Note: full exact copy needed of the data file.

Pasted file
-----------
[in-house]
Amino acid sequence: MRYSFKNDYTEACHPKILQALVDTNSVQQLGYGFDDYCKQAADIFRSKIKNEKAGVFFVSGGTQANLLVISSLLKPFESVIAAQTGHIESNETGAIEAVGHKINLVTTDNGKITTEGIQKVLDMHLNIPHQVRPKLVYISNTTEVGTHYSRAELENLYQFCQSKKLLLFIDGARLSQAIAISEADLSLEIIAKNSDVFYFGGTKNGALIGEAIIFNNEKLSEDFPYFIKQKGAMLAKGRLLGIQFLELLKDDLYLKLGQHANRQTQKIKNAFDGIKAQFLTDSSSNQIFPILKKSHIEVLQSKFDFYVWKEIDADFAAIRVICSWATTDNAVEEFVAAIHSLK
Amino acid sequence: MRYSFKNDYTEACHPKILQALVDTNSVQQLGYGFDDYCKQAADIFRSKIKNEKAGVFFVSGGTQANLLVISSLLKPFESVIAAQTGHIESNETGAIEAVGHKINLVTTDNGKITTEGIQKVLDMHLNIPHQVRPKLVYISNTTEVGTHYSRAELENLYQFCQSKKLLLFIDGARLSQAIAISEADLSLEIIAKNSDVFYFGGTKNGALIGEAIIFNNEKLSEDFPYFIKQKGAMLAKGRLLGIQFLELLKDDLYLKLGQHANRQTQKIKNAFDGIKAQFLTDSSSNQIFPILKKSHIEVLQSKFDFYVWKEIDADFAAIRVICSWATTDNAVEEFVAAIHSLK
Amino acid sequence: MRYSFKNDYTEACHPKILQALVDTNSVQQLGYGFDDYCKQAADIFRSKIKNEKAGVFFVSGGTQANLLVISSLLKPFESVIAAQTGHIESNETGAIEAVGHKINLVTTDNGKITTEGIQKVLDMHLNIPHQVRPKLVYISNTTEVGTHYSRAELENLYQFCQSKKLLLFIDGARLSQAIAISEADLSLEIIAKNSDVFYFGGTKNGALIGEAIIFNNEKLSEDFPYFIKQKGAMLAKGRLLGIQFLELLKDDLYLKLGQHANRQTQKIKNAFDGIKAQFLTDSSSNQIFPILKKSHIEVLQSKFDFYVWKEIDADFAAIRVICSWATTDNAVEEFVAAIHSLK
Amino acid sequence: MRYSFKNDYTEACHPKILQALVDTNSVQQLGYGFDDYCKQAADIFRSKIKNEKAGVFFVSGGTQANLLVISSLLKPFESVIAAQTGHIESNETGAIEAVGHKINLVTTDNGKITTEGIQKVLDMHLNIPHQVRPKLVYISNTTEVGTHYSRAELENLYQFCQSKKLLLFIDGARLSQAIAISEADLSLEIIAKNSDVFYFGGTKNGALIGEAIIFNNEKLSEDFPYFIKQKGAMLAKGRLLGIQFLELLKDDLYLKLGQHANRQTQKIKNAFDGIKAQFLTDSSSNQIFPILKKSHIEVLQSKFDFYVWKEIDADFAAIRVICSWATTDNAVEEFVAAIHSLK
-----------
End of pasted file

[in-house]
Amino acid sequence: MRYSFKNDYTEACHPKILQALVDTNSVQQLGYGFDDYCKQAADIFRSKIKNEKAGVFFVSGGTQANLLVISSLLKPFESVIAAQTGHIESNETGAIEAVGHKINLVTTDNGKITTEGIQKVLDMHLNIPHQVRPKLVYISNTTEVGTHYSRAELENLYQFCQSKKLLLFIDGARLSQAIAISEADLSLEIIAKNSDVFYFGGTKNGALIGEAIIFNNEKLSEDFPYFIKQKGAMLAKGRLLGIQFLELLKDDLYLKLGQHANRQTQKIKNAFDGIKAQFLTDSSSNQIFPILKKSHIEVLQSKFDFYVWKEIDADFAAIRVICSWATTDNAVEEFVAAIHSLK
Amino acid sequence: MRYSFKNDYTEACHPKILQALVDTNSVQQLGYGFDDYCKQAADIFRSKIKNEKAGVFFVSGGTQANLLVISSLLKPFESVIAAQTGHIESNETGAIEAVGHKINLVTTDNGKITTEGIQKVLDMHLNIPHQVRPKLVYISNTTEVGTHYSRAELENLYQFCQSKKLLLFIDGARLSQAIAISEADLSLEIIAKNSDVFYFGGTKNGALIGEAIIFNNEKLSEDFPYFIKQKGAMLAKGRLLGIQFLELLKDDLYLKLGQHANRQTQKIKNAFDGIKAQFLTDSSSNQIFPILKKSHIEVLQSKFDFYVWKEIDADFAAIRVICSWATTDNAVEEFVAAIHSLK
Amino acid sequence: MRYSFKNDYTEACHPKILQALVDTNSVQQLGYGFDDYCKQAADIFRSKIKNEKAGVFFVSGGTQANLLVISSLLKPFESVIAAQTGHIESNETGAIEAVGHKINLVTTDNGKITTEGIQKVLDMHLNIPHQVRPKLVYISNTTEVGTHYSRAELENLYQFCQSKKLLLFIDGARLSQAIAISEADLSLEIIAKNSDVFYFGGTKNGALIGEAIIFNNEKLSEDFPYFIKQKGAMLAKGRLLGIQFLELLKDDLYLKLGQHANRQTQKIKNAFDGIKAQFLTDSSSNQIFPILKKSHIEVLQSKFDFYVWKEIDADFAAIRVICSWATTDNAVEEFVAAIHSLK
Amino acid sequence: MRYSFKNDYTEACHPKILQALVDTNSVQQLGYGFDDYCKQAADIFRSKIKNEKAGVFFVSGGTQANLLVISSLLKPFESVIAAQTGHIESNETGAIEAVGHKINLVTTDNGKITTEGIQKVLDMHLNIPHQVRPKLVYISNTTEVGTHYSRAELENLYQFCQSKKLLLFIDGARLSQAIAISEADLSLEIIAKNSDVFYFGGTKNGALIGEAIIFNNEKLSEDFPYFIKQKGAMLAKGRLLGIQFLELLKDDLYLKLGQHANRQTQKIKNAFDGIKAQFLTDSSSNQIFPILKKSHIEVLQSKFDFYVWKEIDADFAAIRVICSWATTDNAVEEFVAAIHSLK